Note: This is the second part of a series of posts regarding Wing IDE and Maya. For the first post, please follow this link. Alternatively, look further down this page for the post titled 'Using Wing IDE with Maya'.
Before I continue, I would like to thank Eric Pavey for his work on expanding Wing, allowing you to remotely execute your code in Maya while working in Wing.
I had the pleasure of working with Eric on Modern Warfare 3 and to say that he was a prolific technical animator wouldn't do him justice, he did an absolutely astounding amount of work on that project.
I later discovered that he had created this Python module that I was already using in Wing.
So, huge thanks to Eric Pavey.
Installing the Wing Module
The first step is to install Eric's Wing Module, I have remotely hosted the Python file: wingHotkeys.py
The original can be found on Eric's web site: http://mayamel.tiddlyspot.com/
After download this file, you will need to place it in a directory where Wing can find it. Wing already provides a directory for custom scripts, but it can be a little difficult to find, particularly if your OS is hiding system directories.
Open Wing and from the top bar, choose Edit -> Preferences
Towards the bottom of the preference list, choose IDE Extension Scripting
In this section you can see Wing's primary location for housing custom scripts, as well as a place for adding your own.
Place the downloaded module in to either Wing's current script directory, or point wing at the directory where you saved the script.
My provided version of the module is a slightly modified version, though all of its original contents are still available. The module basically takes your currently highlighted text in Wing, dumps it to a temporary file, and then triggers Maya to read in that text file line by line and execute it as either Python or Mel code.
The creation of the socket connection will be the largest hurdle, since the OS and its network settings may block certain socket connections. My home machine worked without hassle, while my work machine took much more persuasion.
My modified version has an extra line or two which was necessary for my work machine to function properly.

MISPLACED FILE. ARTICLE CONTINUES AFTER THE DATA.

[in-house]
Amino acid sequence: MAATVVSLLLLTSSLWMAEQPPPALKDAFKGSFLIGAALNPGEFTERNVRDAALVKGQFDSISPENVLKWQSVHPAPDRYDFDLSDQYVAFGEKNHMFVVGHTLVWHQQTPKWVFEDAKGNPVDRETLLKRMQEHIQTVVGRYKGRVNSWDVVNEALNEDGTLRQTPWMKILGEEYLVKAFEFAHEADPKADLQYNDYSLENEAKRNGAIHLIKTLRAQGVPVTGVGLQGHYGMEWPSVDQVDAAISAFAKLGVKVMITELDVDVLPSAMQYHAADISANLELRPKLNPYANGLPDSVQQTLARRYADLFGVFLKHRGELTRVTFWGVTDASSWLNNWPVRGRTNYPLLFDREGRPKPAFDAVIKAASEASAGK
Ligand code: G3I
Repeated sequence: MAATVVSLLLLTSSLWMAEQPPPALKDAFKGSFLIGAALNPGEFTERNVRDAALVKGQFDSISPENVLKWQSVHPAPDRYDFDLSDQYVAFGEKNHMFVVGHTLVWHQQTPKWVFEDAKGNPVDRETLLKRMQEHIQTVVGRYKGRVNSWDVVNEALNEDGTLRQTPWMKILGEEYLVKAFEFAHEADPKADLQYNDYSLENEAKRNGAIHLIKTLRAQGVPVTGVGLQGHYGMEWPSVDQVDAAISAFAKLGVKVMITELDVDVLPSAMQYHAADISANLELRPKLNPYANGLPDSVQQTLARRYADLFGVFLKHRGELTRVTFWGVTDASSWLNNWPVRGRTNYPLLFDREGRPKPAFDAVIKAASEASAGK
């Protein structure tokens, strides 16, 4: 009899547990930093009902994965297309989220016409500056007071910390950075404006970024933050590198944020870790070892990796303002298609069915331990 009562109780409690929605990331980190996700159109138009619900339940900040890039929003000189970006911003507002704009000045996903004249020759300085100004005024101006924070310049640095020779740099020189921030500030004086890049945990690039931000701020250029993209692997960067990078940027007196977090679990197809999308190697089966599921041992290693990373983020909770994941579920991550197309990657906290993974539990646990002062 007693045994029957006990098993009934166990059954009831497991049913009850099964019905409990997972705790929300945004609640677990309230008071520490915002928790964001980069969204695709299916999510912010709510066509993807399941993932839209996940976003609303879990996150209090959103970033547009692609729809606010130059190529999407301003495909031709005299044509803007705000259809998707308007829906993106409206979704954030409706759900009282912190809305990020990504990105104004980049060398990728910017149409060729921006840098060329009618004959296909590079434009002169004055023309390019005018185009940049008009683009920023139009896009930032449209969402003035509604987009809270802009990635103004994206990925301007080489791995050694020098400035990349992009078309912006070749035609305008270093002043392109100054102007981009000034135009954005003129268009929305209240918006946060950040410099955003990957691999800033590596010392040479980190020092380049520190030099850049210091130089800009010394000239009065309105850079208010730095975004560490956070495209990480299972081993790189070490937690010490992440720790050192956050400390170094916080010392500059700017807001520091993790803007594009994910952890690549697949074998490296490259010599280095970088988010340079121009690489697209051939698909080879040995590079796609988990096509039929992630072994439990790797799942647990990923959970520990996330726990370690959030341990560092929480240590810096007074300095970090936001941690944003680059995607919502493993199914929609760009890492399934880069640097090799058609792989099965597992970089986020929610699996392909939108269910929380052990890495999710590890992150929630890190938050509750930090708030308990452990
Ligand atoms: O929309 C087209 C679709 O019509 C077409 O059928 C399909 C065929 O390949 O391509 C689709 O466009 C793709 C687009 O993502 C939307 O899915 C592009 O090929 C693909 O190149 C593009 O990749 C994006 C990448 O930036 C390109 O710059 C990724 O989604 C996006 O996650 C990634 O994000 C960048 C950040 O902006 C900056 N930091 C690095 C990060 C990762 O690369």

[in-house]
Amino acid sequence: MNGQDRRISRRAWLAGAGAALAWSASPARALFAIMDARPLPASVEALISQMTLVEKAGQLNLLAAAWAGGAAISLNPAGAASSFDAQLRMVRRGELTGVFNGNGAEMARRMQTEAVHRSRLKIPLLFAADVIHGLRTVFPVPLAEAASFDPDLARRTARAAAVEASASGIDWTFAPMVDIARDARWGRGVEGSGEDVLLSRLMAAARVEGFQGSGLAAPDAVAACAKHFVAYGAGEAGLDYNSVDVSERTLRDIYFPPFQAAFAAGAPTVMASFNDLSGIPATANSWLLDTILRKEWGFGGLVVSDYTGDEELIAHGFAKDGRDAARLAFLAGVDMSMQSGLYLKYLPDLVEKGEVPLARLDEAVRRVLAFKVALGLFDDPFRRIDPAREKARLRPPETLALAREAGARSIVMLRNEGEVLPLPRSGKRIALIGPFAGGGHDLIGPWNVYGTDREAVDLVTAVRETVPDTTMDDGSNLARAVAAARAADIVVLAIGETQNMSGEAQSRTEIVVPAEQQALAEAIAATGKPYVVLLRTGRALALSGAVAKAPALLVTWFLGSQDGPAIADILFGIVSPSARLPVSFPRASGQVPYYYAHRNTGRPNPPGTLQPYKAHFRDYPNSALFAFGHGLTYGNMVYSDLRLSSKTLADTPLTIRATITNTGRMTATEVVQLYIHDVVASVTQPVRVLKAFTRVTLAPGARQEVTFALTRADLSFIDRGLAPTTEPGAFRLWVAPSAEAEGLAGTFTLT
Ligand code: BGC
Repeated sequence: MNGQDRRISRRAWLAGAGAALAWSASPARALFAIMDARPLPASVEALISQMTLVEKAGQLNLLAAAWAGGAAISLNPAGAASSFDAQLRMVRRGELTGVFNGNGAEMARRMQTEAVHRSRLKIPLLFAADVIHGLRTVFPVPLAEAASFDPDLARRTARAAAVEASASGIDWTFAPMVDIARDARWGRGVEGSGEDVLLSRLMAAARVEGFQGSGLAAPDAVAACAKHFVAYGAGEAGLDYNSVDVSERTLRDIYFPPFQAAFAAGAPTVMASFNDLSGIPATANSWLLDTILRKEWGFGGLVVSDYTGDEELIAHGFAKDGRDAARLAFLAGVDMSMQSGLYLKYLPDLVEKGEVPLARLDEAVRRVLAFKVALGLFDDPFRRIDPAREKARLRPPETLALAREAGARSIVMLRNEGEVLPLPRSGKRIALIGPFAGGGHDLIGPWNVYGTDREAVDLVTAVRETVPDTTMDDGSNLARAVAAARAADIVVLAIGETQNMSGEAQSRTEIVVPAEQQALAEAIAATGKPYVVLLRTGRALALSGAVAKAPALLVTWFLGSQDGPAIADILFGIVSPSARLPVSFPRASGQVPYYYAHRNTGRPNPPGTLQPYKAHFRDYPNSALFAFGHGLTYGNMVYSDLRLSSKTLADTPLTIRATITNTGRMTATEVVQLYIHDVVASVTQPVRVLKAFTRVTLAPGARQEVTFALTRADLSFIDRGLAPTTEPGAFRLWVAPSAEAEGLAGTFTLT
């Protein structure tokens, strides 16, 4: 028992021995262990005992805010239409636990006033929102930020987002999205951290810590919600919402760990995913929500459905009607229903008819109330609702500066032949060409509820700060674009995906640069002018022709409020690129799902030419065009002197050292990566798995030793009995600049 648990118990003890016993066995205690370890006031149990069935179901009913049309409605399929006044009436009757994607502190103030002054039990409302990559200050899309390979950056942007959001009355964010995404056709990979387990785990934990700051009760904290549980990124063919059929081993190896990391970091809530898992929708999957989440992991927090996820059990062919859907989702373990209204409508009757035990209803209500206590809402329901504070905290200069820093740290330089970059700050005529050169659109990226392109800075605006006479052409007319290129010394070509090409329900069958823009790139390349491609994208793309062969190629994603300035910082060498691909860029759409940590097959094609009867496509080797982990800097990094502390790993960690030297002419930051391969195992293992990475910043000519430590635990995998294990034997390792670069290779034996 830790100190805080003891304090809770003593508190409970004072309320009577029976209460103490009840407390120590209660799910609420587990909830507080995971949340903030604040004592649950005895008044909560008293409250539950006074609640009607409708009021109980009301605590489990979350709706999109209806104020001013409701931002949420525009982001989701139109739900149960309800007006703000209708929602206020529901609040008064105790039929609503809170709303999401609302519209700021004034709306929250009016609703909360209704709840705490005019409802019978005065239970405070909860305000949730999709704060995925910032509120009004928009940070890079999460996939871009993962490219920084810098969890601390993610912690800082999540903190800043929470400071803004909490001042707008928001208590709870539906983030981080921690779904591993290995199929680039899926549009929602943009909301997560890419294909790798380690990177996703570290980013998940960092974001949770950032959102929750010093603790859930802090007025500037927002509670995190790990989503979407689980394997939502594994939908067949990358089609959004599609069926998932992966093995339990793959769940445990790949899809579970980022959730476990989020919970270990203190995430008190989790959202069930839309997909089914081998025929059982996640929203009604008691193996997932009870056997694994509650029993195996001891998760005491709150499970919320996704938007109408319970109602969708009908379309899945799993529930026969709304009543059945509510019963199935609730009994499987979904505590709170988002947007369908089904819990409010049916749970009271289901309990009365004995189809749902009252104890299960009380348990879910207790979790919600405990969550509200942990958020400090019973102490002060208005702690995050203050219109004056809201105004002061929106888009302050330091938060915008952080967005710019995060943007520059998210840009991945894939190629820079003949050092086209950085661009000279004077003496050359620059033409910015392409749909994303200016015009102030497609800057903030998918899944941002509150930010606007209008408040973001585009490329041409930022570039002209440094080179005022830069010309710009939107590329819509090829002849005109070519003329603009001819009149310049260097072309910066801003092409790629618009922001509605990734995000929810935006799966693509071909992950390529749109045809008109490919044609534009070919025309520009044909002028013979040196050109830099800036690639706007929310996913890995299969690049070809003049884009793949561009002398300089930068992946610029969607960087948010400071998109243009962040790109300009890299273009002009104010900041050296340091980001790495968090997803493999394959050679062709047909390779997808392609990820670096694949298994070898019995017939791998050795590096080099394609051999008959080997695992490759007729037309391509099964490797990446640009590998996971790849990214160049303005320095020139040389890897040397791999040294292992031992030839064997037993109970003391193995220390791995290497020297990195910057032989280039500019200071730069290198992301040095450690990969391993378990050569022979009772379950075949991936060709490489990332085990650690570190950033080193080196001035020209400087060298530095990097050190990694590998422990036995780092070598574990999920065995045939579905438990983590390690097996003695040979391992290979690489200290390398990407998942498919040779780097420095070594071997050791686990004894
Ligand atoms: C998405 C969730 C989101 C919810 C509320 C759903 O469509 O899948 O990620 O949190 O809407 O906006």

There will be a troubleshooting section at the end of this post and I'll try to explain how you may need to modify this module to work with your current system. But for now, there is more to be done!
Installing the Maya Module
The next step will be to provide Maya with the module that performs the task of reading in the temporary text file as Python or Mel text.
Take this provided script (which is also available at Eric's web site): executeWingCode.py
Place this script inside your Maya script directory (Eg. C:\Users\username\Documents\maya\scripts\)
To ensure that Maya can find the module, try importing it inside Maya by using the python code
If Maya responds with an error, please see the previous blog post, particular the section about appending your sys.path with other directories that Maya may not be watching.
Modifying Wing's Hotkeys
Next, we need to bind a hotkey inside Wing that will execute our newly installed Module.
Inside Wing, choose Edit -> Preferences, and on the left, under User Interface, choose Keyboard.
In the center right of the Keyboard section is where you can add custom key combinations to execute code. In this example, I have bound Control + Return as my key combination for executing my selected text as Python code in Maya.
The code for the command comes from the wingHotkeys.py file that you placed in Wing's script directory. You can also bind a combination to mel_to_maya to perform the same with Mel code.